Cases were submitted to Myriad Genetics (Salt Lake City, UT, USA) for analysis with the myPath melanoma gene expression score, and were classified as either benign, indeterminate, or malignant based on previously demarcated thresholds by the manufacturer .
Histopathologic review of discordant cases
All cases for which the gene expression score was discordant with either the histopathologic final diagnosis and/or the melanoma FISH result, were additionally submitted for histopathologic review by two experienced dermatopathologists (KB and EV). This is in addition to the initial review by three other experienced dermatopathologists which was performed on all the cases in the morphologically challenging cohort at the time of initial diagnosis. Each case was anonymized and was reviewed independently by EV and KB, and included the slide material on which the initial diagnosis was made (including H&E slides, levels when necessary, and immunostains). The available clinical information, including patient age, anatomic location, and sex, was provided. They were blinded to the sign out diagnosis as well as to the gene expression score, FISH and SNP array results. Cases were categorized as favor benign or favor malignant only if there was full concordance on expert review; all the rest were categorized as ambiguous.
SNP array analysis
Cases in which the myPath gene expression score was discordant with either the morphologic evaluation and/or the FISH result, for which sufficient material was available, were submitted for a more comprehensive cytogenetic analysis at Memorial Sloan Kettering Cancer Center by SNP array using the Affymetrix OncoScan assay (Affymetrix, Santa Clara, CA) as previously described .
The Fisher’s exact test was utilized to assess differences between variables and was performed with VassarStats. As it is recommended to avoid exclusion of indeterminate results in statistical analysis in a test that can result in equivocal results (as this can lead to bias in reporting of diagnostic test performance, including falsely elevated measurements of sensitivity and specificity) [31, 32], the indeterminate results (−2 to −0.1), were grouped as negative results in the calculation of sensitivity and specificity.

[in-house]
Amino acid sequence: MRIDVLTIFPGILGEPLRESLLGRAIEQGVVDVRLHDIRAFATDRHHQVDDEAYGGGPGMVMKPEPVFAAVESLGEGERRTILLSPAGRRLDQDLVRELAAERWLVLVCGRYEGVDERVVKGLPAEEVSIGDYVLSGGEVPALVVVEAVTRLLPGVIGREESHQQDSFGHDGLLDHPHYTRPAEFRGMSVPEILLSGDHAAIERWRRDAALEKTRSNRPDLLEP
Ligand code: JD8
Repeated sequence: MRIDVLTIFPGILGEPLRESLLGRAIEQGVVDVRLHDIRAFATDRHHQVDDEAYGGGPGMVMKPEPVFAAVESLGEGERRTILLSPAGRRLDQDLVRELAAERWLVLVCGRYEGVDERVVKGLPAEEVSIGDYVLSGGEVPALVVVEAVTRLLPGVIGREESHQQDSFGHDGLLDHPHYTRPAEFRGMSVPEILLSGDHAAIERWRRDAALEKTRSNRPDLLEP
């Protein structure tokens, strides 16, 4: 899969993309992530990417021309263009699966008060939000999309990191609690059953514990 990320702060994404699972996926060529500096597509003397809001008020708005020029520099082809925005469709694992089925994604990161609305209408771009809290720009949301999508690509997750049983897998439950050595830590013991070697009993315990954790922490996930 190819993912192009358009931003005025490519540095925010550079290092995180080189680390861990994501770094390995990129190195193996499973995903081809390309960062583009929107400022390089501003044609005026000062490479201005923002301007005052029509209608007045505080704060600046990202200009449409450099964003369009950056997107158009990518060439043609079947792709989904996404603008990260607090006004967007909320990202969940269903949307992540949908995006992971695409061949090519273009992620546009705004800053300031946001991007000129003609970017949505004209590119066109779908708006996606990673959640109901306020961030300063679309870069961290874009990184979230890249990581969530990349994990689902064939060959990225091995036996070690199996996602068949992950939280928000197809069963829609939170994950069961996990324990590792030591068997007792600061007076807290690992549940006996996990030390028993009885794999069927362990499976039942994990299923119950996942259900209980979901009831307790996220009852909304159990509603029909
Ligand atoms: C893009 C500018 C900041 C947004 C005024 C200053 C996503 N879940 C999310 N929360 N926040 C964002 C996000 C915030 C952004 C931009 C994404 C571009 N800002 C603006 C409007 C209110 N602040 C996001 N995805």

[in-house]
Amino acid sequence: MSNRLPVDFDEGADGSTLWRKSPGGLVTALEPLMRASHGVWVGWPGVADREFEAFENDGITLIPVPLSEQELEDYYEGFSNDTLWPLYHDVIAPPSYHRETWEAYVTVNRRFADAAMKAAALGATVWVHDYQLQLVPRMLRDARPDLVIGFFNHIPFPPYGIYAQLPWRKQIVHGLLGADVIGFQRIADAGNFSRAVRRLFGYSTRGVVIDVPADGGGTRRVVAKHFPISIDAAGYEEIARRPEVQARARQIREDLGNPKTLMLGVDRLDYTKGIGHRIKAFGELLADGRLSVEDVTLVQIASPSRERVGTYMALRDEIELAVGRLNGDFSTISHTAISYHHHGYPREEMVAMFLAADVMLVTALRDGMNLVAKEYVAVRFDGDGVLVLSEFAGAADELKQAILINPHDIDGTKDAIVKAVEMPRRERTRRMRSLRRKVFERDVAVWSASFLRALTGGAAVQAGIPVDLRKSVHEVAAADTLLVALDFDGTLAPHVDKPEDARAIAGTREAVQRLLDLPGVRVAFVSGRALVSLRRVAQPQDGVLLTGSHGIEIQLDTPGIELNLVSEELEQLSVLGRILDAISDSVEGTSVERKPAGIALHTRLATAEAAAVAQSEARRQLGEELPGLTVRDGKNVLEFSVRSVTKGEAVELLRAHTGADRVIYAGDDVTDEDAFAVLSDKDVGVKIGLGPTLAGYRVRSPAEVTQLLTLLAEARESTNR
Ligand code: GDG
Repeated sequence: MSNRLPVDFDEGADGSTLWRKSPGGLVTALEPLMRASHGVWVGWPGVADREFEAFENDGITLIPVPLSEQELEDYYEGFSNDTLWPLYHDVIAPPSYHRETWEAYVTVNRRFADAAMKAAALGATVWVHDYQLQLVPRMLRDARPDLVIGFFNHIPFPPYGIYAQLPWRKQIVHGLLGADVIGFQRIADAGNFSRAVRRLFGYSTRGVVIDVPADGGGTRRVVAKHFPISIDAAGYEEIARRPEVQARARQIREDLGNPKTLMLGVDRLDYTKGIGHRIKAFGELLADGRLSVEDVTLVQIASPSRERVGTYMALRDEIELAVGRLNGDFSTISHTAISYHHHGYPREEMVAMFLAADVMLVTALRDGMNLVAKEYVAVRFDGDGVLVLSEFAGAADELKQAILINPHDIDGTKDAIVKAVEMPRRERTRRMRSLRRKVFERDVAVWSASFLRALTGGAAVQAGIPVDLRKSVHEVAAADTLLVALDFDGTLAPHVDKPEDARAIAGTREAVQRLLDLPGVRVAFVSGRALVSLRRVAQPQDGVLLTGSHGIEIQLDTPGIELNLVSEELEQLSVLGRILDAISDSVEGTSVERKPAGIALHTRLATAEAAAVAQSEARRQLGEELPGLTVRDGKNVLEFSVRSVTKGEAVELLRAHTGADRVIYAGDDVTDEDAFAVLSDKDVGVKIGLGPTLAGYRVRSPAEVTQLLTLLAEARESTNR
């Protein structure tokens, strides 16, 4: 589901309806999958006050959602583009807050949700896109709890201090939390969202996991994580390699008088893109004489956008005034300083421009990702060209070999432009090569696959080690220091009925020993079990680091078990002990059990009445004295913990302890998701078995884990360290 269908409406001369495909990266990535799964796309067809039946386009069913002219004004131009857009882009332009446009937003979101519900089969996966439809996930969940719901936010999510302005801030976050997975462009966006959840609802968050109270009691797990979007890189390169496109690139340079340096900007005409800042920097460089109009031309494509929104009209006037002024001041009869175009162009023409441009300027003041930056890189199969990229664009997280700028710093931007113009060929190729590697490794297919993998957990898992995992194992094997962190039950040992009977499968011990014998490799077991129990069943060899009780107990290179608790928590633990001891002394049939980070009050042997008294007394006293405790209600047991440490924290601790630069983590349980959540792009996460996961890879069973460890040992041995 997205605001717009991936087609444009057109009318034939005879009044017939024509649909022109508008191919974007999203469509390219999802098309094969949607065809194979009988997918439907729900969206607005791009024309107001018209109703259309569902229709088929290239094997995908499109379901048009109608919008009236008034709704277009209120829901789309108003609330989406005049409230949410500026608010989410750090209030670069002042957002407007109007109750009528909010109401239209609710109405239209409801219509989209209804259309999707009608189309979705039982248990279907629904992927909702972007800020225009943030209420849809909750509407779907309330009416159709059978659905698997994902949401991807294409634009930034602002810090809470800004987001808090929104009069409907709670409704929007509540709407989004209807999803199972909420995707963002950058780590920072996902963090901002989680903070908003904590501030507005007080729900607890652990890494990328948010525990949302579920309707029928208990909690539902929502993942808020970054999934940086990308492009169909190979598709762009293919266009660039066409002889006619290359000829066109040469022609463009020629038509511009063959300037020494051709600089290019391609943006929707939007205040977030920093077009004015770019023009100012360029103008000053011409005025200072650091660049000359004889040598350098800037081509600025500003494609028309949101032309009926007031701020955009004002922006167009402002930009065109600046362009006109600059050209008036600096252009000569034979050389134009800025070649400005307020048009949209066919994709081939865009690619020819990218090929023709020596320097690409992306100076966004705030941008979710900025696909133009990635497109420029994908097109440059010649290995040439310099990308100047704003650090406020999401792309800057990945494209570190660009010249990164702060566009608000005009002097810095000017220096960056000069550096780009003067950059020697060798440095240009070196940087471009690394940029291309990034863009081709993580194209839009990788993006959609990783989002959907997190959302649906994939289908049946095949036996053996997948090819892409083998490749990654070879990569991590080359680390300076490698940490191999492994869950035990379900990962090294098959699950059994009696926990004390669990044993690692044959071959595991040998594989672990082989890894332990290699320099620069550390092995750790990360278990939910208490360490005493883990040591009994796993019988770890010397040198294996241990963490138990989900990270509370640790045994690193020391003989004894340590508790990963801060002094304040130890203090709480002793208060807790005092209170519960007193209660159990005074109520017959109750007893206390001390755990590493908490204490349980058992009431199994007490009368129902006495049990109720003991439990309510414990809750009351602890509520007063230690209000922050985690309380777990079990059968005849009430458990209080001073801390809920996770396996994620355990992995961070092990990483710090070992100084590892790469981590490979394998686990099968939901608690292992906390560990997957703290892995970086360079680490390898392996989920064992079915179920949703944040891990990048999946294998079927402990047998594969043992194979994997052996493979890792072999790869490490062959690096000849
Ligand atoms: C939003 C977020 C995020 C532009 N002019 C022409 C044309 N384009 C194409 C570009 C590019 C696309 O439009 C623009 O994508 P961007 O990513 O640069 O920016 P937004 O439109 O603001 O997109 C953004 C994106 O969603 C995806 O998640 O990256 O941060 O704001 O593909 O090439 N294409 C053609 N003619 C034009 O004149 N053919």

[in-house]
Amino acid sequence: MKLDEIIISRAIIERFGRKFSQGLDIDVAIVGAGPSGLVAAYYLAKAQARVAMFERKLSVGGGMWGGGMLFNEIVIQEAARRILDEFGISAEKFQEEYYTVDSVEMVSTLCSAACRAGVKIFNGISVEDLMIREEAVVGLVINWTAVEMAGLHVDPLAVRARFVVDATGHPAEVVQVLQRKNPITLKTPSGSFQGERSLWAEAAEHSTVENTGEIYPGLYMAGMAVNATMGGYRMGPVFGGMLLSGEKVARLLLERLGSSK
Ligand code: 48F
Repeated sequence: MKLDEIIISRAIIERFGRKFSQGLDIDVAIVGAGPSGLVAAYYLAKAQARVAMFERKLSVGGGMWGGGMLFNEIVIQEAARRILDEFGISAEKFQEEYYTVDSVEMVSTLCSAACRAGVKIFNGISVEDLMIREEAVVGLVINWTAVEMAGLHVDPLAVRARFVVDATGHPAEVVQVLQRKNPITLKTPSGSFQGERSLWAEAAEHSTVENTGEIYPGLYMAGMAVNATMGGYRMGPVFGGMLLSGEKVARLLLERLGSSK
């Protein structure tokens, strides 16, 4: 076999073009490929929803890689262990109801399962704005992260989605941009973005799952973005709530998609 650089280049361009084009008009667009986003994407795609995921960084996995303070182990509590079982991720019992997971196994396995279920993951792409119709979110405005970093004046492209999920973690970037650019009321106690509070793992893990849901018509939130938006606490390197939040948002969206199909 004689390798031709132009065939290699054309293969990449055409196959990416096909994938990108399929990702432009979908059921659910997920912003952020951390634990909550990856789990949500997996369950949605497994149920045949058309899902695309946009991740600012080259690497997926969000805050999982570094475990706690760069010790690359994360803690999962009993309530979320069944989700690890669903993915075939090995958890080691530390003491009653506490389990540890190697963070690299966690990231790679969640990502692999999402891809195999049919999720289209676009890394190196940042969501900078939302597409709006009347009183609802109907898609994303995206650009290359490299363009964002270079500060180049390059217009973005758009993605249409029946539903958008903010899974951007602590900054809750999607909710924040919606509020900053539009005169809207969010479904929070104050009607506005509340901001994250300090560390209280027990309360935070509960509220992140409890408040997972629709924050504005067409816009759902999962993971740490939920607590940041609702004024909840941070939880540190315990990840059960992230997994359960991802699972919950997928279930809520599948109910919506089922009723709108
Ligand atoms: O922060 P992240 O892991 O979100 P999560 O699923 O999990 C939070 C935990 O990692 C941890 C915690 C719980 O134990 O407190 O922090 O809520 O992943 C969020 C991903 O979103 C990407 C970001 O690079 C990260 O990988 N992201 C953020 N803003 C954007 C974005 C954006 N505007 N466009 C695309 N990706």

MyPath test results in unequivocal cases
To assess the performance of the myPath assay on histopathologically unequivocal cases, we submitted 81 malignant (61 invasive melanoma [1 acral, 48 superficial spreading melanomas, 2 nodular melanomas, 5 unclassified melanomas, 4 lentigo maligna melanomas, 1 malignant blue MM arising in a blue nevus] and 20 melanoma in situ [12 lentigo maligna and 8 superficial spreading], and 117 benign melanocytic neoplasms (19 common nevi, 73 dysplastic nevi [16 mild, 36 moderate, 21 severe], 4 blue nevi, 15 Spitz nevi [1 junctional, 14 compound/intradermal], 5 deep penetrating nevi, 1 Bapoma) for analysis. The myPath gene expression score had a 75% overall agreement with histopathologic diagnosis (67% sensitivity and 89% specificity). In the malignant group, 11 of the invasive melanomas (18%) (10 superficial spreading melanomas, 1 malignant melanoma arising in a blue nevus), and 5 melanoma in situ cases (25%) were negative on the myPath assay (Fig. 1). Six invasive melanomas (10%) (1 nodular melanoma, 5 superficial spreading melanomas) and 4 melanoma in situ cases (20%) were scored as indeterminate (Fig. 1). Two invasive melanomas (3%) yielded no result due to insufficient RNA. In the benign group, 12 nevi (10%) (3 mildly dysplastic, 5 moderately dysplastic, 3 severely dysplastic, and 1 bapoma) were scored as malignant with the myPath assay (Fig. 2), 8 nevi (7%) (1 mildly dysplastic, 3 moderately dysplastic, 3 severely dysplastic, 1 common compound nevus) were scored as indeterminate, and 9 nevi (8%) (2 blue nevi, 2 moderately dysplastic, 2 severely dysplastic, 1 common compound nevus, 2 spitz nevi) yielded no result due to insufficient RNA. The diagnoses in the myPath discordant cases from the morphologically unequivocal group were additionally confirmed as either benign or malignant on the expert review (see below), with the exception of 3 invasive melanomas arising in nevi, 4 dysplastic nevi, and 2 melanoma in situ, all of which were categorized as ambiguous as an unequivocal expert consensus diagnosis was not reached. These were therefore removed from this cohort of cases, yielding a final cohort of 189 unequivocal cases. In this final cohort, the myPath gene expression score had a 79% overall agreement with histopathologic diagnosis (72% sensitivity and 94% specificity) (Table 1). Excluding indeterminate cases, the sensitivity and specificity of the myPath assay in unequivocal cases was 83% and 89%, respectively. Although all dyplastic nevi (including all dysplastic nevi categorized as dysplastic nevus with severe atypia) in the final cohort of unequivocal cases in our study were verified as benign on expert review, as definitive classification of severely dysplastic nevi is a notoriously challenging diagnostic area even amongst experts in dermatopathology, we additionally calculated the myPath assay sensitivity and specificity and overall agreement in the unequivocal case cohort excluding all nevi with severe atypia. The sensitivity, specificity, and overall agreement excluding all dysplastic nevi with severe atypia were essentially the same as with including the severely dysplastic nevi (72%, 91%, and 80%, respectively).